Generally speaking, I do posts on self-directed 401K and IRA options for folks. Many times I go on about the positive aspects of self-direction and do not mention salient facts and statistics about the financial world. Today, is a big exception. This post will surprise many, but it is based on factual data about the fees associated with 401K plans (not self-directed) and how, over a period of your lifetime, these fees can surpass $150,000…or, think of it this way…enough to buy a house or make a real estate investment. That is pretty shocking to say the least.
The genesis of this post was a result of a recent study conducted by Demos which showed how your 401K plan and the fees that are charged to it, will cost the average person $155,000 in fees over the life of the plan. Hard to believe, right? You should review the entire study as it is fairly complicated and dealing with compounded costs over one’s working and retirement years.
What is scary is that in many cases we are talking about fees that most people believe to be minimal….1%. But, the compounded affect over the years is staggering. In fact, while this post sums up some of the more staggering statistics from the study, one should review the entire Demos study. It shows how truly uninformed people are about such fees and how even with the new federal requirement for reporting such fees to employees will, in the end, probably have little true positive affect on truly educating folks on the costs associated with such plans.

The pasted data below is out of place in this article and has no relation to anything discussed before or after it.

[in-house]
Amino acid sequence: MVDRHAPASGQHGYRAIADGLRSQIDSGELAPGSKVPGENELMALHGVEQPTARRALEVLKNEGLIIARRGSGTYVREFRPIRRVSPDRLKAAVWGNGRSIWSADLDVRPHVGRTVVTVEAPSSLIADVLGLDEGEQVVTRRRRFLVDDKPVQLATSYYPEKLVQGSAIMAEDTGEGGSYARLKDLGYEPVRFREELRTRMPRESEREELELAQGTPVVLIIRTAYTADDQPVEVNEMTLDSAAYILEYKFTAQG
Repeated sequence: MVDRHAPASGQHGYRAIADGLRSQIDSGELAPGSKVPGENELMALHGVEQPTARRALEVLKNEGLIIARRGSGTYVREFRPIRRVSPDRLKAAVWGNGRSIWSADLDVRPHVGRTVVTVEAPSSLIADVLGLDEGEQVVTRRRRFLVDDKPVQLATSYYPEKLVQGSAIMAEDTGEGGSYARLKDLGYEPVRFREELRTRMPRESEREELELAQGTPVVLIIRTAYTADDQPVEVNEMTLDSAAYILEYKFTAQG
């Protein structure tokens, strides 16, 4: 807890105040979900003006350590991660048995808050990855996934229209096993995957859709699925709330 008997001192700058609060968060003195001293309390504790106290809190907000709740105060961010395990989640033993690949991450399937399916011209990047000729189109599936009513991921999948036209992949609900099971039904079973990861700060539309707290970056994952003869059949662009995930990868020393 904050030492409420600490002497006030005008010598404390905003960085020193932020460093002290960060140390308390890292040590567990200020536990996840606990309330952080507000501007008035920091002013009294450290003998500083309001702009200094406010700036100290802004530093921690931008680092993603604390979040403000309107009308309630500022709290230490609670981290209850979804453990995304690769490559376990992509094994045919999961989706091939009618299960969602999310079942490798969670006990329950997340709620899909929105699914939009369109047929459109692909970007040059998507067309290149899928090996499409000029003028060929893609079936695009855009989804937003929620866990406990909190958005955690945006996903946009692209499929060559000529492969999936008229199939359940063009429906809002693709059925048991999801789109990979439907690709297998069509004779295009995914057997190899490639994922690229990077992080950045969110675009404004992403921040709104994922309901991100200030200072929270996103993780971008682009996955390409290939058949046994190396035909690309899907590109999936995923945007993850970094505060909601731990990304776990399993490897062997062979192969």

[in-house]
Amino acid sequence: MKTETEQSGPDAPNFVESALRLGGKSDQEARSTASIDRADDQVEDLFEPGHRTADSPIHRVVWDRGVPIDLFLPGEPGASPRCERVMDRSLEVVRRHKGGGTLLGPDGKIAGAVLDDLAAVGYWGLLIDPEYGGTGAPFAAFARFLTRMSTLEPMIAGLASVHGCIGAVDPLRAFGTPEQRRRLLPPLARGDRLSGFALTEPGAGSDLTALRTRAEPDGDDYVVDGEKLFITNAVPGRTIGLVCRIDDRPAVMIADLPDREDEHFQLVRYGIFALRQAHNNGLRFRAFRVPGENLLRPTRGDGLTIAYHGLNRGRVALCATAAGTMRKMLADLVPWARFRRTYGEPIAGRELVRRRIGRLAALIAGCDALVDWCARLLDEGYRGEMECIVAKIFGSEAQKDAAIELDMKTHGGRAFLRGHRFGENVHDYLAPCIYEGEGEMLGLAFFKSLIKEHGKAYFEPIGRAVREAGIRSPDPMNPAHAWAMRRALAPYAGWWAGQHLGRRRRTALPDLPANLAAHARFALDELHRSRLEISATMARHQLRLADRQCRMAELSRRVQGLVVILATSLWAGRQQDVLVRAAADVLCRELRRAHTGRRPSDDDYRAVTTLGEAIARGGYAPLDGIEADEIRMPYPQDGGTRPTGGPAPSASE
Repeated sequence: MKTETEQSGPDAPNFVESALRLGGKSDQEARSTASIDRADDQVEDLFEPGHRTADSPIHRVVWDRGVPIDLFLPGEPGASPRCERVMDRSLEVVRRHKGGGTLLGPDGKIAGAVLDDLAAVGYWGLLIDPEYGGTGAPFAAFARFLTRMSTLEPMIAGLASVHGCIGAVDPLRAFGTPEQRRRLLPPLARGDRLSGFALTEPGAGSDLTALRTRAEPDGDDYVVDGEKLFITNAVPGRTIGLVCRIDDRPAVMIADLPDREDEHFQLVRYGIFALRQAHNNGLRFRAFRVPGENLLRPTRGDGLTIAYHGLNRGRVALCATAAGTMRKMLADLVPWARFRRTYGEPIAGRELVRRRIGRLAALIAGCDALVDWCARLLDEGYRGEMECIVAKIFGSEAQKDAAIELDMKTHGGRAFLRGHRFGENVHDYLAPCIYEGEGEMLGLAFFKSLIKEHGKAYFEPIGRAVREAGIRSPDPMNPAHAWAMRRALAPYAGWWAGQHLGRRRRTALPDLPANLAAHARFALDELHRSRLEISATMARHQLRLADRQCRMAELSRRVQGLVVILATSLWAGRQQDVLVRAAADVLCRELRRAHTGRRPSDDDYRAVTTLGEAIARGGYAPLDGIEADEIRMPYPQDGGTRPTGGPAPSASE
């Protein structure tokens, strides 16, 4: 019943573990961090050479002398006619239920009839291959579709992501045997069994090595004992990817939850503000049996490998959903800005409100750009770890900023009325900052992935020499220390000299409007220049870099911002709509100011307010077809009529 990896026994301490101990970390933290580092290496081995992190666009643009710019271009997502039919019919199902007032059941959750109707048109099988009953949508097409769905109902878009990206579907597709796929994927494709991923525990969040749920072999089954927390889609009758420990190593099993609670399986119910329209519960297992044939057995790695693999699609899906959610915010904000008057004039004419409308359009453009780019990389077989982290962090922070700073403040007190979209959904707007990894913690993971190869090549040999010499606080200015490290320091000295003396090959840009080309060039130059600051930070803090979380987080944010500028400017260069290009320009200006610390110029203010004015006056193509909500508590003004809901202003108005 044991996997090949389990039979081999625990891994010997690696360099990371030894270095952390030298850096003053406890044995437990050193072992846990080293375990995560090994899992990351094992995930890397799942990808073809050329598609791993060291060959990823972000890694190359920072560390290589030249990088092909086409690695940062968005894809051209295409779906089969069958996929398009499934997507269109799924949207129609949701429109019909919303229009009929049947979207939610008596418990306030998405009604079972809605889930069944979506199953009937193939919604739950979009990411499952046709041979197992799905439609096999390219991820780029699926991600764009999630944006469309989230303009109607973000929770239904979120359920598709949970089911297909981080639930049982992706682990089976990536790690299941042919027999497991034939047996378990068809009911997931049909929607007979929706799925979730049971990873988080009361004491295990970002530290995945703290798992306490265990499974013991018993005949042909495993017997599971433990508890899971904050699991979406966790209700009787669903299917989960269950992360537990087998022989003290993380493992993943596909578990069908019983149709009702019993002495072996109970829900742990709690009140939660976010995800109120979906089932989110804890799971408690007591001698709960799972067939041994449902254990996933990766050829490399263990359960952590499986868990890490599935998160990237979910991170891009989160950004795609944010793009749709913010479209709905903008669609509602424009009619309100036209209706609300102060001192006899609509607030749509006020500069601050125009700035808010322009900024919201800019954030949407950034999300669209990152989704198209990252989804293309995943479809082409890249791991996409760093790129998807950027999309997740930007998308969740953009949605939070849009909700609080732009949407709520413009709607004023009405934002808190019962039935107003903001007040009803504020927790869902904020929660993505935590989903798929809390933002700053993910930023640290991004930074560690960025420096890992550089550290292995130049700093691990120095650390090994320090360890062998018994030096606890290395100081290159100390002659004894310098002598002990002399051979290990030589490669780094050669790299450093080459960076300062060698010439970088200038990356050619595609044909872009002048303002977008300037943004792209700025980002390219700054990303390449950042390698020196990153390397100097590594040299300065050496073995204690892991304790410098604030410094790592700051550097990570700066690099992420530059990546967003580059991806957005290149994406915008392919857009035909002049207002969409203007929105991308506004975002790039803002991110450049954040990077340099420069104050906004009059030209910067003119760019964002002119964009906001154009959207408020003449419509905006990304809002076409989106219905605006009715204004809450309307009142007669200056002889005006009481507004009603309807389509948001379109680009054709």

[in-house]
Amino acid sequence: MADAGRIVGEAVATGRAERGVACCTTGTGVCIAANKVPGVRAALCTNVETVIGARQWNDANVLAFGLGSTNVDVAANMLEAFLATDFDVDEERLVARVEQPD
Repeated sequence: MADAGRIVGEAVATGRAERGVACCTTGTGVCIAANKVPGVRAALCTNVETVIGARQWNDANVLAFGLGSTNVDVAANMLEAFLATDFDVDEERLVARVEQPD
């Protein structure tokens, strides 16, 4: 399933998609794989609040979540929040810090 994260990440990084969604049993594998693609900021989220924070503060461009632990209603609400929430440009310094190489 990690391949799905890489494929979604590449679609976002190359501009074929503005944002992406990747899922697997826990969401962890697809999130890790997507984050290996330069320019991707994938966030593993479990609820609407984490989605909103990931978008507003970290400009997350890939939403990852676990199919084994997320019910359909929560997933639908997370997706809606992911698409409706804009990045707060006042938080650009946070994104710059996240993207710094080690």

Want one good example? First, as these fees are usually taken “off the top”, an individual really does not see them or gauge their true impact on their retirement savings. As the study reflects, for a two-income earner family, these fees can surpass $150,000 and consume up to one-third (yes, you heard that correctly), one-third of their investment returns. Oh, and if you are one of the more fortunate few (statistically speaking) and earn more than the average two-earner family used in the study? Then you can expect to see fees exceed $275,000 in your lifetime.
If that is not bad enough, companies can get away with charging high fees for reasons such as consumer lack of information, market inefficiency and excessive fees from changing from one broker to another. As one might expect, Demos is seeking for an entire reform of this country’s retirement system. Going into this holiday week celebrating this country’s independence, this may not rise to the reasons for the Tea Party, but it may give all of us reasons to draw parallels and comparisons. The system is that broken.
Other key findings to the study:
1) The average mutual funds returned 7%….BEFORE FEES. However, post fee returns averaged 4.5% which meant that over a third of the return received was consumed by fees.
2) Smaller 401K plans (under 100 employees) were charged fees of 1.29% vs. larger plans (over 10,000 employees) that had a 0.43% fee assessment. That is a large difference.
At the end of the day, what is one to do? Well, Bob Sullivan from The RedTape Chronicles suggests “…put all your 401(k) money in an index fund, which will have fees that are 70 percent to 90 percent lower than standard mutual funds.” While I understand the comment, what scares me is the word “all”. If one has the ability to do so, might it be wise for the individual to truly diversify (or self-direct) their investments across many asset classes. Isn’t that, at the end of day, true diversification?
Take some time to read the whole study. If you are a “head in the sand” type of person, you may not take the time. But, this is such a critical area of concern for all of us, that we should have a better education on this matter.
As always, nothing in this post is intended or should be taken as legal, tax, financial planning or investment advice. You should always consult your appropriate professional.